2017 Varonis Global Data Risk Report

47% of organizations have at least 1,000 sensitive files open to every employee—an alarming level of exposure for corporate data.

 
Answering The Question:

How safe is my data?

To find out, we looked at data from 1,000s of risk assessments that we perform a year - analyzing statistics from billions of events, over 800 TB of data, 421 million folders, and 4.7 billion files. These assessments give insight into common security vulnerabilities and risks that leave enterprise data exposed and open for cyberattacks and data breaches.

01

Scope

How much data are we talking here?

2.8 Billion files

236.5 Million folders

3.79 Petabytes of data

6 Terabytes of data

(Median Amount)

33 Industries

Including Insurance, Financial Services, Healthcare, Retail, Utilities & Energy, Construction, IT and Computer Software, Education and Public Sector

12 Countries

Including the United States, Canada, United Kingdom, France, Germany and Malaysia.
02

Access Overload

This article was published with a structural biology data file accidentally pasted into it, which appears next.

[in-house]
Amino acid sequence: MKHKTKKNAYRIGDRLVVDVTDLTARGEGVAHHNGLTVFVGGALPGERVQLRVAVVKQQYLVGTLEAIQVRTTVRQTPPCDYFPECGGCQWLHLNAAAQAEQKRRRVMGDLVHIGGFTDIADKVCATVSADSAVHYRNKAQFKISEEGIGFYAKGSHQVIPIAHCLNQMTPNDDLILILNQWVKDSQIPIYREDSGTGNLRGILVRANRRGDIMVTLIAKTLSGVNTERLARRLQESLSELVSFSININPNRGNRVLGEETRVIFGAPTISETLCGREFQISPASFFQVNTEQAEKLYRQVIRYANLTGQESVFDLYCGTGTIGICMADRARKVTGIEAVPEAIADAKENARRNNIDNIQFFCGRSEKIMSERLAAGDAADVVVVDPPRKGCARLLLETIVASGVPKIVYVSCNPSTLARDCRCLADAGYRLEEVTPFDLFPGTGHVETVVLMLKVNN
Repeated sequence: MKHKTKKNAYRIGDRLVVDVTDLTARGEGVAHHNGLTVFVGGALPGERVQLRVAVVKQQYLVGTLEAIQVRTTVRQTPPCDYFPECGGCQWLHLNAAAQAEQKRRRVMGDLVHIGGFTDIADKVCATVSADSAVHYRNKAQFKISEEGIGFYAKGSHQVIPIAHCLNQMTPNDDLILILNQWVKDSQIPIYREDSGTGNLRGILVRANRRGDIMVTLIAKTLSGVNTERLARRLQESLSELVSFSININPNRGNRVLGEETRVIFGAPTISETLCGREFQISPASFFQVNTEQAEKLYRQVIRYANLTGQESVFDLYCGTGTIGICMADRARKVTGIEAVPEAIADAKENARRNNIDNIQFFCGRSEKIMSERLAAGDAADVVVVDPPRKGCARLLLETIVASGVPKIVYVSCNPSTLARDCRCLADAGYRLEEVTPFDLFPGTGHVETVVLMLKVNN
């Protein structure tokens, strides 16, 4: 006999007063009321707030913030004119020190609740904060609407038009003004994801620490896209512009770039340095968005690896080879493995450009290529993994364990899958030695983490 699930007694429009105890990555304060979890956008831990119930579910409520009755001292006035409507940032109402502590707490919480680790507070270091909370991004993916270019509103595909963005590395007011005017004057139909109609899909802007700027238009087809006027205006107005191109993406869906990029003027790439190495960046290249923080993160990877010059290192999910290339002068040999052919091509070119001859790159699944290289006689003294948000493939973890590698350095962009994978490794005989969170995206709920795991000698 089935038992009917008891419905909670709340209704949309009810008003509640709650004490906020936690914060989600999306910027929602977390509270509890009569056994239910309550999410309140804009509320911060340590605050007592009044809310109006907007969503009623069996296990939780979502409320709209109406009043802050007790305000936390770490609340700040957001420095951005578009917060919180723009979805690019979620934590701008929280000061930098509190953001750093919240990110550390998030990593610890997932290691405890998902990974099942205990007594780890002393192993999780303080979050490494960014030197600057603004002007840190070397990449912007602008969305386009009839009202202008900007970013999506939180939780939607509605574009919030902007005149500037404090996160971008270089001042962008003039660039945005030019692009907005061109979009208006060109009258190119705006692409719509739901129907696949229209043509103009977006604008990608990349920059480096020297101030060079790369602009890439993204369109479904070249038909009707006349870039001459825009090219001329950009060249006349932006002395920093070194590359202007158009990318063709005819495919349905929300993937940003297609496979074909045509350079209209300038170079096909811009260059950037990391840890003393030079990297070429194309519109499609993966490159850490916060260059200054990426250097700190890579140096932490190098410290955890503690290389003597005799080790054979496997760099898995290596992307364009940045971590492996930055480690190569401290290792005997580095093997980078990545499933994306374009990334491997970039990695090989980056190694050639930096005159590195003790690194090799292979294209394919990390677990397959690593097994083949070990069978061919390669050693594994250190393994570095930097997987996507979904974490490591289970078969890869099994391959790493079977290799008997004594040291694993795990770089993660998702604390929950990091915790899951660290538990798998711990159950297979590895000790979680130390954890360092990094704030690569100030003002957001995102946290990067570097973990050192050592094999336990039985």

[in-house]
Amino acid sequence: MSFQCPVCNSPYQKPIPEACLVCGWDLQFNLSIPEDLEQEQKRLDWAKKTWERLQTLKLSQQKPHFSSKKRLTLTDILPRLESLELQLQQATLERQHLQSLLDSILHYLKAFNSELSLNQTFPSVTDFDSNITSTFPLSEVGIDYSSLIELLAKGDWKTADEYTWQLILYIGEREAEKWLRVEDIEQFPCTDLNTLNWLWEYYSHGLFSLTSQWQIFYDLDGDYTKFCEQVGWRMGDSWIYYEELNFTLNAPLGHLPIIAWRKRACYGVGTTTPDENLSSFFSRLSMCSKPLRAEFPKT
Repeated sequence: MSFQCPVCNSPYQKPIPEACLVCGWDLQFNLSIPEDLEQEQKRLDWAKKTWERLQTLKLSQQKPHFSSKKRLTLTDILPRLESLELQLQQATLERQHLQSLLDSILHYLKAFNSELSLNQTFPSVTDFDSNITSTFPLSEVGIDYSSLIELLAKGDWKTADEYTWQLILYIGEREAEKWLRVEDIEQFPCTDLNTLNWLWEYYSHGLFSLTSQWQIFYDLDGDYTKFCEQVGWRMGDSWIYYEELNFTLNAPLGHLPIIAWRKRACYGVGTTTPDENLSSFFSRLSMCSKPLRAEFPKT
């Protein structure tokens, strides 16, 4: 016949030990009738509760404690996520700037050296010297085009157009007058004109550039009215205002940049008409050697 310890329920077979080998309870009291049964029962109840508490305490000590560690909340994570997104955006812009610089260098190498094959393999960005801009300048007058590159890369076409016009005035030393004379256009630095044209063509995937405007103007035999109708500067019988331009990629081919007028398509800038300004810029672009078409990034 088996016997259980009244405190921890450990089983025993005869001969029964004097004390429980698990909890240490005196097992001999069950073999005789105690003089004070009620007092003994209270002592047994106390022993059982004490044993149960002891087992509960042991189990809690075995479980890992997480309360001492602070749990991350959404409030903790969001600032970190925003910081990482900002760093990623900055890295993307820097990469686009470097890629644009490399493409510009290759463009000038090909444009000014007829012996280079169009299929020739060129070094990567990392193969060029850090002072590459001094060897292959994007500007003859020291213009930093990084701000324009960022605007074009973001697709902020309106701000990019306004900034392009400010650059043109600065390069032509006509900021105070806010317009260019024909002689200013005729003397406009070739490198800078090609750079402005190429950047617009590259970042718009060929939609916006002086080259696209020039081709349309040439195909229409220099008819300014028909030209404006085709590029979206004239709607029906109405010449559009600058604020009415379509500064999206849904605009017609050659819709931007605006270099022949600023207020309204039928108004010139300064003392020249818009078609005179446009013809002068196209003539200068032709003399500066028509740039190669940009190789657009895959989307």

The more sensitive information is, the fewer people should be able to access it. Some of the biggest data breaches in the past year - the ones that cost companies billions - stem from a user who had access to files they shouldn’t have been able to see in the first place.

48,054,198 million

folders were open to global access groups (accessible to the entire organization)

47% had at least

1,000 sensitive files open to every employee

22% had 12,000

1,000 sensitive files open to every employee
03

Stale Data

Keeping stale data around is like leaving a your old credit cards and bank statements in a pile on the street, waiting for recycling to pick them up. Just because you don’t use it anymore doesn’t mean that the hackers can’t.

1.95 petabytes

of stale data found

169,060,167 folders

contained stale data

71% all folders

contained stale data
04

Ghost in the Machine

Identity theft is just as rampant (and dangerous) in file servers as it is in real life. If you’ve got outdated users with active accounts, it’s like handing over a new set of papers to your hacker.

448,224 user accounts

were stale but enabled

47% of users

had removal recommendations - but were still active

502,706 user accounts

had non-expiring passwords

Want to see what’s hiding in your data?